Alexis Doyle ’17, a biological sciences and peace studies supplementary major has been selected to the United States Rhodes Scholar Class of 2017. She will commence her studies at Oxford University in October.
Passionate about the intersection of social justice, health, and well being, Doyle discovered peace studies after taking the “Introduction to Peace Studies” class with Ernesto Verdeja. As part of the peace studies program, she was also able to take cross-listed classes such as “Rethinking Crime and Justice: Explorations from the Inside Out,” a class located in a local prison where half of the class was made up of students and the other half of prison inmates. “We read the same readings every week, we talked about the criminal justice system and learned so much about the human experience and dynamics that cause certain groups to be more prone to incarceration than others.”
With plans to become a doctor to underserved populations, Doyle knew that adding a peace studies supplementary major would enhance her ability to think abstractly about issues beyond basic biology and allow her to better understand people in underserved areas. “As a biology major, it’s very focused and very scientific, but adding peace studies allows me to see the issues that I am passionate about through different lenses and expand my understanding of the concept of health beyond the biological component,” explained Doyle. She has also studied abroad in Mexico for a semester where she interned in a local hospital and spent time in Guatemala volunteering for the Primeros Pasos clinic developing a social enterprise soap-making project in partnership with the women of the Palajunoj Valley.
Doyle credits the diversity of classes through her peace studies degree that helped shape her path to becoming both a Rhodes Scholar and a future peacebuilder. “I was attracted to how interdisciplinary it all was at Kroc. Students can take so many classes from different people and all these classes involve so many different disciplines, but all approach social problems through peacebuilding,” said Doyle.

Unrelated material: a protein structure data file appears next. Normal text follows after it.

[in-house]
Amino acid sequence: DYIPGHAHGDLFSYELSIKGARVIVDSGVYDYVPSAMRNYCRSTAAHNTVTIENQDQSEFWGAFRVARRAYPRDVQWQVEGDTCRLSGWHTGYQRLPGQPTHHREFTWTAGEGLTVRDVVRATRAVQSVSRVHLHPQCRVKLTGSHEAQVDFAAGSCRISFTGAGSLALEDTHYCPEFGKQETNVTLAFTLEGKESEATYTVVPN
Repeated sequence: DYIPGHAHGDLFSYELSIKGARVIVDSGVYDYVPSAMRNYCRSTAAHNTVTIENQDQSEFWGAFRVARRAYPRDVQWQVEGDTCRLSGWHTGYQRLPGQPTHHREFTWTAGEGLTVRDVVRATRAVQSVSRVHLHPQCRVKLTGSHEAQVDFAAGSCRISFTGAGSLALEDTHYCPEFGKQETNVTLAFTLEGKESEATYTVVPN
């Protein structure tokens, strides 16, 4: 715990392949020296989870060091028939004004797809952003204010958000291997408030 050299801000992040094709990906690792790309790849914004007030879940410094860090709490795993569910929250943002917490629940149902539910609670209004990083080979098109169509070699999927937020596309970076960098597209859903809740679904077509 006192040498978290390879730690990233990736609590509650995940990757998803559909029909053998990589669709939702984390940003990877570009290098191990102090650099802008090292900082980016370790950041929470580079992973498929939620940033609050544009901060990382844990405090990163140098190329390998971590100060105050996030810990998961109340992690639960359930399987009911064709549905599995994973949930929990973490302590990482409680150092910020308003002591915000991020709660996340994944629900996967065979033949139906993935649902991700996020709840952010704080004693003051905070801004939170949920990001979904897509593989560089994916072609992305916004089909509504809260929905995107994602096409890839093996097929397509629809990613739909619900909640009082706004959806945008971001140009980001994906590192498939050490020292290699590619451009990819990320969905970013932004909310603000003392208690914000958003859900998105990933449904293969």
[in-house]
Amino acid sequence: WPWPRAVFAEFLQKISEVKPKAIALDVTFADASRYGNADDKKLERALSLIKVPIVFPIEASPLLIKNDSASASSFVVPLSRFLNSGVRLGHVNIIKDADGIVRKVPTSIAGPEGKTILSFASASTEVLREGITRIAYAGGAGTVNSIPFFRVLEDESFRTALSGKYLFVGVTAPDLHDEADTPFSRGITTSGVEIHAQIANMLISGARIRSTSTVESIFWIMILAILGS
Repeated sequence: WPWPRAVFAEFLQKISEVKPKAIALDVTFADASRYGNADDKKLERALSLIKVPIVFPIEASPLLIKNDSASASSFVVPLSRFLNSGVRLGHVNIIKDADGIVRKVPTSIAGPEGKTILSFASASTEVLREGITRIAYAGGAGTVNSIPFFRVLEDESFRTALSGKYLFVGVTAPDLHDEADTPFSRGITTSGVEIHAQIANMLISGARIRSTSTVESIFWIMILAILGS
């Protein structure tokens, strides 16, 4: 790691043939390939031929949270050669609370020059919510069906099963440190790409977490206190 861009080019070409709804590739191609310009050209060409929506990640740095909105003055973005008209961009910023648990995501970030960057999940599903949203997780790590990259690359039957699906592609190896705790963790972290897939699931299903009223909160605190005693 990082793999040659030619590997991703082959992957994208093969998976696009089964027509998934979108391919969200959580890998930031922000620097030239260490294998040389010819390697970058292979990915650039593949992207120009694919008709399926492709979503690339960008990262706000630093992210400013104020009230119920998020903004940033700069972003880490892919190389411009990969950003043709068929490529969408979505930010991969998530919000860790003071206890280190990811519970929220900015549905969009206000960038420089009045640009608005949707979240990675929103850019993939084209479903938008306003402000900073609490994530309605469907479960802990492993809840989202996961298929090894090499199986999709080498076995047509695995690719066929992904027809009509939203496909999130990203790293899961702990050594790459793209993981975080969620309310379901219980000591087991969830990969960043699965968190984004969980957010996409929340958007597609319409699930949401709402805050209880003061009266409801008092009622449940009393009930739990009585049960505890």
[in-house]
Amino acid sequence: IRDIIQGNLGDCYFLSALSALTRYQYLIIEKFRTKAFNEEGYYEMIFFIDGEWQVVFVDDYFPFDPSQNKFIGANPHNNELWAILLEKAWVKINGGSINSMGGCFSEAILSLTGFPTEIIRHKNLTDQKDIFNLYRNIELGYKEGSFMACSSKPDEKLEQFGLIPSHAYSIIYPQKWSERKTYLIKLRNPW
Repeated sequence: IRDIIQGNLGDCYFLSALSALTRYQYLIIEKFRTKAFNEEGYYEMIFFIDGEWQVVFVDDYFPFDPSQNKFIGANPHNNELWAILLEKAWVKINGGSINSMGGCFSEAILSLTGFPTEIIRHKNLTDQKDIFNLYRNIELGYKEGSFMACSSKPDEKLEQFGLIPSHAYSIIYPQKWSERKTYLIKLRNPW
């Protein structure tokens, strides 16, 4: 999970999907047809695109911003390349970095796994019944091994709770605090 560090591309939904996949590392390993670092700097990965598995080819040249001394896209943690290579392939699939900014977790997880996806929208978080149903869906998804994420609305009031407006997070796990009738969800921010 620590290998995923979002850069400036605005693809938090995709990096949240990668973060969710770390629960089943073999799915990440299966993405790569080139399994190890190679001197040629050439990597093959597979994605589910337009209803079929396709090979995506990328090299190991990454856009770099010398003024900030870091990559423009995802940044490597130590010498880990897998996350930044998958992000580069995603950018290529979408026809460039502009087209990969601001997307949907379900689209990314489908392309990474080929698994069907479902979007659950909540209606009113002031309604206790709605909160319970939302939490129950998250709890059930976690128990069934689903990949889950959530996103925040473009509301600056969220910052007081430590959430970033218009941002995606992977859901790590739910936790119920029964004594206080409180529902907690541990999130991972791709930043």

“The important thing about peace studies is that it is different from international relations, because peace studies stresses the importance of morality,” said Doyle. “Having that experience in my classes, I feel like I am much more engaged in moral dialogue and that is very important to me as a person.”
Following her Oxford studies, Doyle will attend the Icahn School of Medicine at Mount Sinai, where she was accepted during her sophomore year at Notre Dame.
“I am thrilled that Alexis has won a Rhodes Scholarship to study at Oxford. Her dedication to public health and community justice, as well as her impressive academic accomplishments, reflect the combination of scholarship and practice that is at the center of an undergraduate peace studies education,” said Ernesto Verdeja, director of undergraduate studies at the Kroc Institute for International Peace Studies. “This is a well-deserved recognition for a stellar student.”
Contact: Anna Van Overberghe, (574) 631-8535, firstname.lastname@example.org